Director: Harald Reinl
Cast: Joachim Fuchsberger, Karin Dor, Werner Peters, Carl Lange, Eleonora Rossi Drago
Length: 92 min
Rating: FSK: 16
Label: Alive AG
Release Date: July 18, 2014
Video codec: MPEG-4 AVC
Aspect Ratio: 1.66:1
Audio: German: DTS-HD MA 2.0, English: DTS-HD MA 2.0
Subtitles: German (optional)
They say you can never have too much of a good thing, and filmmakers in West Germany certainly applied this idea when it came to Krimi films. Based on the German for criminal, these were essentially crime thrillers, sometimes with a horrific twist. The series of films was initially born from a Dutch owned company Rialto who released their first entry into the genre in 1959 with The Fellowship of the Frog (Face of the Frog). This inspired a whole horde of related films—based on the work of writer Edgar Wallace—that carried on right into the early seventies. Germany already had a long-standing tradition with cinematic adaptations of Wallace’s work, and the material proved popular with sparse post-war cinema audiences who wanted something light and entertaining. Such was the draw of these types of films, feeding into an obvious National passion for pulp thrillers, that the industry was soon able to get itself back on track—although sadly never above pre-war status. However the Krimi genre was a key player in re-establishing Germany as a cinematic voice after the Second World War, becoming a huge part of the industry’s bread and butter that kept its economy afloat for some time.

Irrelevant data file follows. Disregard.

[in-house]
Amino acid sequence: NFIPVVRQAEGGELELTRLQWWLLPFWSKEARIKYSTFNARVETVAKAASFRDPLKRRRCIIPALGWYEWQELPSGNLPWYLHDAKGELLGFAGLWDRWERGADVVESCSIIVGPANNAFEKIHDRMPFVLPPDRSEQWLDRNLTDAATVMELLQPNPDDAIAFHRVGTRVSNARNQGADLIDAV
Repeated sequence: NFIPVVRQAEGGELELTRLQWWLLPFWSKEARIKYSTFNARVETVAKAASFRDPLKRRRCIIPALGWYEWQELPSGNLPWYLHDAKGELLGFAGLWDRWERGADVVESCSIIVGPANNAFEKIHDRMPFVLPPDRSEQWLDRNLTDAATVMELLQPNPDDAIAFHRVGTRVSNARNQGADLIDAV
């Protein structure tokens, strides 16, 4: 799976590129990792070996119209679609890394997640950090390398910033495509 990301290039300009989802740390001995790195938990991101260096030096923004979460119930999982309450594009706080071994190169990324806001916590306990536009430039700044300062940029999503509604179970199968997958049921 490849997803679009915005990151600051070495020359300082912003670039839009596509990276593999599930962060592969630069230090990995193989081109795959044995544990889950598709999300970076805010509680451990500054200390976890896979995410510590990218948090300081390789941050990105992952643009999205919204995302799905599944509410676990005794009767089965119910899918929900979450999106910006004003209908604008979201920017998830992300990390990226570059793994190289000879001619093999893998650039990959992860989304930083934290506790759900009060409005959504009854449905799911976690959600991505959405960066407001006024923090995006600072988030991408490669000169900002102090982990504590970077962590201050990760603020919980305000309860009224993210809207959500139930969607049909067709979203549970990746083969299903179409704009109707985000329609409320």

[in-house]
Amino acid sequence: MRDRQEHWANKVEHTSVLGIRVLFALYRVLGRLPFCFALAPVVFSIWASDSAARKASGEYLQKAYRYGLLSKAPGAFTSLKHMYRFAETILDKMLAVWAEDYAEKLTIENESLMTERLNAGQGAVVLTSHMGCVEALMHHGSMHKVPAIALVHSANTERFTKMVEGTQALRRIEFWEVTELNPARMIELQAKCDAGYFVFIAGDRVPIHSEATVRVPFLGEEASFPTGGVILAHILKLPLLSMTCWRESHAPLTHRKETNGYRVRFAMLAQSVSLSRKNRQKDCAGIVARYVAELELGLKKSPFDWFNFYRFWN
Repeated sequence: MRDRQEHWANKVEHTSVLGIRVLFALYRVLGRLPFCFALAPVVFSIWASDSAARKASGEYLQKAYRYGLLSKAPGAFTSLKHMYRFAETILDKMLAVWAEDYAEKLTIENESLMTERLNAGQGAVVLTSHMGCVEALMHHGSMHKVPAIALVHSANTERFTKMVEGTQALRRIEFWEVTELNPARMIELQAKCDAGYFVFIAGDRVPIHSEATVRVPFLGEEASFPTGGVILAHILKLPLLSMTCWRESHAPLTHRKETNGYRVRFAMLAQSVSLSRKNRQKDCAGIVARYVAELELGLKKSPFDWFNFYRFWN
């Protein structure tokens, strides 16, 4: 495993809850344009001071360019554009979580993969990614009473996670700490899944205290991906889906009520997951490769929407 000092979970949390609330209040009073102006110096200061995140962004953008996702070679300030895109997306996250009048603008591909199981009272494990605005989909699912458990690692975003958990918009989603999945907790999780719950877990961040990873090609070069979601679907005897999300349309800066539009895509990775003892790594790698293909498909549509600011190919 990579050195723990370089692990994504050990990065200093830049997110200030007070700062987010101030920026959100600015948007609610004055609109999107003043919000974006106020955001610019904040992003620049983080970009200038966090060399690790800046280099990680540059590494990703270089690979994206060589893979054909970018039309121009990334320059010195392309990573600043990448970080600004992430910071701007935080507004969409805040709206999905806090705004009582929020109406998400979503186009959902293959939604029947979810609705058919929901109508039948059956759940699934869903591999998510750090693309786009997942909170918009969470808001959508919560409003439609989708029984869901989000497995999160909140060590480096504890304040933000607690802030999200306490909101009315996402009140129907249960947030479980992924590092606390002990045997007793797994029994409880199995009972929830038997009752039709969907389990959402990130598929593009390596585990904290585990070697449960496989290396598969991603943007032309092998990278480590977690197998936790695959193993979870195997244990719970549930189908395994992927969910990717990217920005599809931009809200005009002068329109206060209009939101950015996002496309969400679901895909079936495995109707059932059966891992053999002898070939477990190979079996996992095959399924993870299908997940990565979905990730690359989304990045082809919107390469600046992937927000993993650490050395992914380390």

Obviously with such a winning formula other production companies wanted to get in on the act. Cue the production behind Der Teppich des Grauens (1962); a cross-continental union between German, Italian and Spanish companies. With Rialto owning the rights to most of the Edgar Wallace material, other companies had to look farther afield. So it was that the work of obscure German writer Louis Weinert-Wilton was used; a writer little known outside his native land. Four films were made based around Weinert-Wilton’s books—not all by the same production company. Der Teppich des Grauens was to be the first.
Now this slightly obscure entry into the Krimi vaults hits Blu-ray for the very first time, courtesy of German label, Alive AG, in a beautifully restored, English-friendly version.
Once you have got past the realization that the only remotely horrific thing about The Carpet of Horror (the English translation for Der Teppich des Grauens) is the extremely misleading title—no horror, and carpets play a very small part in the proceedings—what you are left with is a fairly entertaining, although somewhat convoluted crime thriller.